In the meantime, simply start to focus on how you speak to yourself – be warm and friendly with yourself. Start there.

You talk a lot about acceptance, but that can be hard when you’re faced with the challenges of life.

I think there’s this misperception that if we accept things the way they are, they’re never going to change. But acceptance of the situation in the moment frees your energy.

Okay, so this challenge is here, this day may not be what you want, this event may not be on your bucket list. But it’s here, so breathe in, exhale, accept it and you will begin to see clearly, and you’ll know the next best move. By accepting reality, you get this surge of energy that helps you make the next step.

Often my response to life’s challenges is to run away – how do I stop running and face the music?

Well, I think running away can be a good thing sometimes. We could reframe the runaway impulse as inner guidance to just take a break, go on a retreat, press pause, get quiet and get centred. The impulse to run can come from a wise place. Hiding however, is different.

Hiding?

Running away can be retreating, which can be really healthy, an act of sanity. But hiding is when we don’t think we have the power to change the situation or don’t have the ability to meet the situation.

Hiding comes from a place of crippled esteem, thinking ‘I’m not able to cope with this’. We often hide by numbing ourselves. Numbing is a response to trauma that hasn’t been healed. You might feel: ‘I’m done with being traumatised,’ so you just eat, or drink, or take substances, or shop to try and hide.

I think running away can be a good thing sometimes. We could reframe it as inner guidance to just take a break, go on a retreat, press pause, get quiet and get centred.

Often life and its challenges can feel overwhelming so hiding seems a good option sometimes.

Feeling overwhelmed is understandable, it’s a human reaction, a natural response. But when we get into overwhelm, we’re disempowering ourselves. It’s choosing instead to believe that you can meet this challenge and you have the tools that life is going to support you. I believe it comes down to your commitment to living.

What do you mean?

It’s asking yourself: ‘Do I want to feel alive?’ Yes? Then let’s stay awake. ‘Do I want to feel powerful?’ Then resist numbing yourself.

If you want more love, more vitality, want to think more clearly, want to feel lighter, want to feel more flexible, want more emotional intimacy, then you can’t choose to numb yourself.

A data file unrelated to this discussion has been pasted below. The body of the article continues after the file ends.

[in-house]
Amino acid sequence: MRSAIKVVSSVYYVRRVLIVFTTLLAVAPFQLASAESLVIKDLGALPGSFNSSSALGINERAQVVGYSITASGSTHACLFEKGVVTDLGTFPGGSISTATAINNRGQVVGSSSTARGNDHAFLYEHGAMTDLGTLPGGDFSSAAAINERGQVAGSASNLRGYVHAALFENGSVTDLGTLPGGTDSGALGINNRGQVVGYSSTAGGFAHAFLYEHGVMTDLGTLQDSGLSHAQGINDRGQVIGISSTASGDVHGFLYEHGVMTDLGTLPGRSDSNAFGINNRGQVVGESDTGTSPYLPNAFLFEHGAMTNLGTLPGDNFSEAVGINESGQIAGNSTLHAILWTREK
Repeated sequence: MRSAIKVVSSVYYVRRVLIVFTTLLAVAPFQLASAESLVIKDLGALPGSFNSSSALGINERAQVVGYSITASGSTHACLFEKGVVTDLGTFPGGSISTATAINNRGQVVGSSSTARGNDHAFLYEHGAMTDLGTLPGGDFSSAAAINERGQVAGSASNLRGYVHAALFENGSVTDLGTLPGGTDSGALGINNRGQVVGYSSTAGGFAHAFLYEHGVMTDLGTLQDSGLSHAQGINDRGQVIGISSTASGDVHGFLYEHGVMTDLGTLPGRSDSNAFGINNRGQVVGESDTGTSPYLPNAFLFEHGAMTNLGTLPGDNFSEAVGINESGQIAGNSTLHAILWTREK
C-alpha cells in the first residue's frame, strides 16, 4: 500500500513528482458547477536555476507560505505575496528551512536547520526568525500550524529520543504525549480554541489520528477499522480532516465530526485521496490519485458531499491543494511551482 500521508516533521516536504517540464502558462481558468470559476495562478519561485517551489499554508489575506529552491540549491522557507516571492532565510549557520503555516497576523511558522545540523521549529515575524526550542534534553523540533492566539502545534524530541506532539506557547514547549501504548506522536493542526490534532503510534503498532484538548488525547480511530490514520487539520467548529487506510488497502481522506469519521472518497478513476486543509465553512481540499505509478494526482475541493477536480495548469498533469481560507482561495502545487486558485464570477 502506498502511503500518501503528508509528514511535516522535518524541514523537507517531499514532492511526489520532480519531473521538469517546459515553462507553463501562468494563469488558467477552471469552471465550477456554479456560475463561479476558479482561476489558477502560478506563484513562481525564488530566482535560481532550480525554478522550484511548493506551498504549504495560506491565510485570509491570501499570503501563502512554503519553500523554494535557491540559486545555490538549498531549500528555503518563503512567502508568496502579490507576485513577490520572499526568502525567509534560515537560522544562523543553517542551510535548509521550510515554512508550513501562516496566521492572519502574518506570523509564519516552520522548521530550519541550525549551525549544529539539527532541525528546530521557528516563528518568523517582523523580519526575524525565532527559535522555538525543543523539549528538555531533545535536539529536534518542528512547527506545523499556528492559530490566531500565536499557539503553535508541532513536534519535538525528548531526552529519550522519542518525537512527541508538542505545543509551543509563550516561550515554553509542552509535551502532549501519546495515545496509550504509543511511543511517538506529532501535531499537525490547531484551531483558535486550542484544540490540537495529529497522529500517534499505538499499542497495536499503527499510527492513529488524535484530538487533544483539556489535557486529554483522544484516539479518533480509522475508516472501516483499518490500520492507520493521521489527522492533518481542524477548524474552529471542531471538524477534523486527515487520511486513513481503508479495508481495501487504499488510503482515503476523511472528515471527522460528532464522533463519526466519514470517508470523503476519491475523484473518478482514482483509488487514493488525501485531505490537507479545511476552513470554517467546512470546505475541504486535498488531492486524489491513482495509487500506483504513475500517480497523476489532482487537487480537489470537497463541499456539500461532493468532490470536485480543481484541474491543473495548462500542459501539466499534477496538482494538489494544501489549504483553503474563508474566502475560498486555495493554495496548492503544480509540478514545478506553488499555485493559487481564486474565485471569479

There might be a little bit of discomfort. Expansion always includes some discomfort. It’s like your first salsa lesson or your first yoga class – remember how vulnerable you felt? You always feel like you’re the only one who doesn’t know what they’re doing. But whether it’s a first date, or a presentation to the team, allow yourself to feel what it feels like to expand. It may feel uncomfortable but know that the discomfort is you being alive.

How do we start to break our habits of numbing ourselves?

Breath is key. Mystics have been talking about this for thousands of years for good reason. Breathing calms the nervous system, helps you think more clearly, actually helps you move into your heart centre, where all the power and the clarity is.

The bottom-line is we have the tools, and they are really simple and always free. A simple breathing practice will revolutionise your life. This is all science backed.

It moves you into a state of gratitude. I love box breathing – breathe in for four, hold for four, breathe out for four, hold for four.

How to empower yourself:

What else can we do?

I do a really simple practice where I put my left hand on my heart, I put my right hand on my belly and I just ask myself: ‘What do I need?’

Asking that question does two things. Firstly, it’s super calming to the part of you that’s freaking out. Secondly, it’s also sending a signal, a verification to your whole system that you are in charge and that you’ve got this.

You may feel out of control but there is some part of you that’s alert that can ask: ‘What do I need?’ It can stop a panic attack, the wrong decision. It can stop the inner critic, it can prevent you from saying something that you’re going to regret. It can get you off the train and getting to work in a totally different state.

What’s the connection between happiness and love?

The Buddha taught that they were really one and the same. But there’s a twist in there, which is learning to be happy with whatever shows up. It’s not about controlling things, making things better, so that you can be happy with yourself or with the situation. It’s about just bringing your love to bear on what’s showing up. That’s true happiness.

How to Be Loving: As Your Heart Is Breaking Open and Our World Is Waking Up (Sounds True, £20.99) is out now.